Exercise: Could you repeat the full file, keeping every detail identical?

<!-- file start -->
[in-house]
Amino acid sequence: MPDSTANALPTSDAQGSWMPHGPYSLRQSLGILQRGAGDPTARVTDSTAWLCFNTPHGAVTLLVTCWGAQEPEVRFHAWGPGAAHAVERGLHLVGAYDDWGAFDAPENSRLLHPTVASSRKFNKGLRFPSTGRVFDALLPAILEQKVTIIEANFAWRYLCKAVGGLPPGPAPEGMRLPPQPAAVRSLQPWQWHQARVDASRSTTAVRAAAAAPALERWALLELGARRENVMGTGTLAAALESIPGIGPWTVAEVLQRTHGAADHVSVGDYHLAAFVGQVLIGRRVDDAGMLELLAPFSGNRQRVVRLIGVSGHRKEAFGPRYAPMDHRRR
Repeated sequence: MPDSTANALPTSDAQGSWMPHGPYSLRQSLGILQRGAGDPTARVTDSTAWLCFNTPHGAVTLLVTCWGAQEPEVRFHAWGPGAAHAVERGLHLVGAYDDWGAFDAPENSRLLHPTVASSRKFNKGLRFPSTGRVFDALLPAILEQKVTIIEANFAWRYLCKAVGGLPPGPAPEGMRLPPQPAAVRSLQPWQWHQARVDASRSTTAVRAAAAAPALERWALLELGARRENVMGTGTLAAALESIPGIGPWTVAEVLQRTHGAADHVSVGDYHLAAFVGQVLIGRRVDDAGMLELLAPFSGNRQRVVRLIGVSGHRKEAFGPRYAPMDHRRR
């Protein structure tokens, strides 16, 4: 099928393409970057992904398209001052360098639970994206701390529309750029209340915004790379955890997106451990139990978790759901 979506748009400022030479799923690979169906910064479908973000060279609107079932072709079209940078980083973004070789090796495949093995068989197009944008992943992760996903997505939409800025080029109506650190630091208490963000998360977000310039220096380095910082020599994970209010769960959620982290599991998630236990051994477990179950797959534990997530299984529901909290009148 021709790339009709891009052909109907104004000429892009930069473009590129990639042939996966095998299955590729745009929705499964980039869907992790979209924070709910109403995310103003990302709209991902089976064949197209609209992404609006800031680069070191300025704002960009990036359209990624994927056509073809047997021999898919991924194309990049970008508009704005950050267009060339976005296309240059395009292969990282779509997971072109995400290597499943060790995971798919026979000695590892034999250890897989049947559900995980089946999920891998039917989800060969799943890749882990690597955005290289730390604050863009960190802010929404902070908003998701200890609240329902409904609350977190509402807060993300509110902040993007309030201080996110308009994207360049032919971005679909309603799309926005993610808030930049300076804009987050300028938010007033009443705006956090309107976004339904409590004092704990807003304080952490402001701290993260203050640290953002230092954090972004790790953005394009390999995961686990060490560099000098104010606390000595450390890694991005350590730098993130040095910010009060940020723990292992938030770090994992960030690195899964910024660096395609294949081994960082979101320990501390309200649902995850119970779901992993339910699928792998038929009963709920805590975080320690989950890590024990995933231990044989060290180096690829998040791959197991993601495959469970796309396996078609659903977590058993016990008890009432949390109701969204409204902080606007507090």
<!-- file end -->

[in-house]
Amino acid sequence: MPDSTANALPTSDAQGSWMPHGPYSLRQSLGILQRGAGDPTARVTDSTAWLCFNTPHGAVTLLVTCWGAQEPEVRFHAWGPGAAHAVERGLHLVGAYDDWGAFDAPENSRLLHPTVASSRKFNKGLRFPSTGRVFDALLPAILEQKVTIIEANFAWRYLCKAVGGLPPGPAPEGMRLPPQPAAVRSLQPWQWHQARVDASRSTTAVRAAAAAPALERWALLELGARRENVMGTGTLAAALESIPGIGPWTVAEVLQRTHGAADHVSVGDYHLAAFVGQVLIGRRVDDAGMLELLAPFSGNRQRVVRLIGVSGHRKEAFGPRYAPMDHRRR
Repeated sequence: MPDSTANALPTSDAQGSWMPHGPYSLRQSLGILQRGAGDPTARVTDSTAWLCFNTPHGAVTLLVTCWGAQEPEVRFHAWGPGAAHAVERGLHLVGAYDDWGAFDAPENSRLLHPTVASSRKFNKGLRFPSTGRVFDALLPAILEQKVTIIEANFAWRYLCKAVGGLPPGPAPEGMRLPPQPAAVRSLQPWQWHQARVDASRSTTAVRAAAAAPALERWALLELGARRENVMGTGTLAAALESIPGIGPWTVAEVLQRTHGAADHVSVGDYHLAAFVGQVLIGRRVDDAGMLELLAPFSGNRQRVVRLIGVSGHRKEAFGPRYAPMDHRRR
């Protein structure tokens, strides 16, 4: 099928393409970057992904398209001052360098639970994206701390529309750029209340915004790379955890997106451990139990978790759901 979506748009400022030479799923690979169906910064479908973000060279609107079932072709079209940078980083973004070789090796495949093995068989197009944008992943992760996903997505939409800025080029109506650190630091208490963000998360977000310039220096380095910082020599994970209010769960959620982290599991998630236990051994477990179950797959534990997530299984529901909290009148 021709790339009709891009052909109907104004000429892009930069473009590129990639042939996966095998299955590729745009929705499964980039869907992790979209924070709910109403995310103003990302709209991902089976064949197209609209992404609006800031680069070191300025704002960009990036359209990624994927056509073809047997021999898919991924194309990049970008508009704005950050267009060339976005296309240059395009292969990282779509997971072109995400290597499943060790995971798919026979000695590892034999250890897989049947559900995980089946999920891998039917989800060969799943890749882990690597955005290289730390604050863009960190802010929404902070908003998701200890609240329902409904609350977190509402807060993300509110902040993007309030201080996110308009994207360049032919971005679909309603799309926005993610808030930049300076804009987050300028938010007033009443705006956090309107976004339904409590004092704990807003304080952490402001701290993260203050640290953002230092954090972004790790953005394009390999995961686990060490560099000098104010606390000595450390890694991005350590730098993130040095910010009060940020723990292992938030770090994992960030690195899964910024660096395609294949081994960082979101320990501390309200649902995850119970779901992993339910699928792998038929009963709920805590975080320690989950890590024990995933231990044989060290180096690829998040791959197991993601495959469970796309396996078609659903977590058993016990008890009432949390109701969204409204902080606007507090």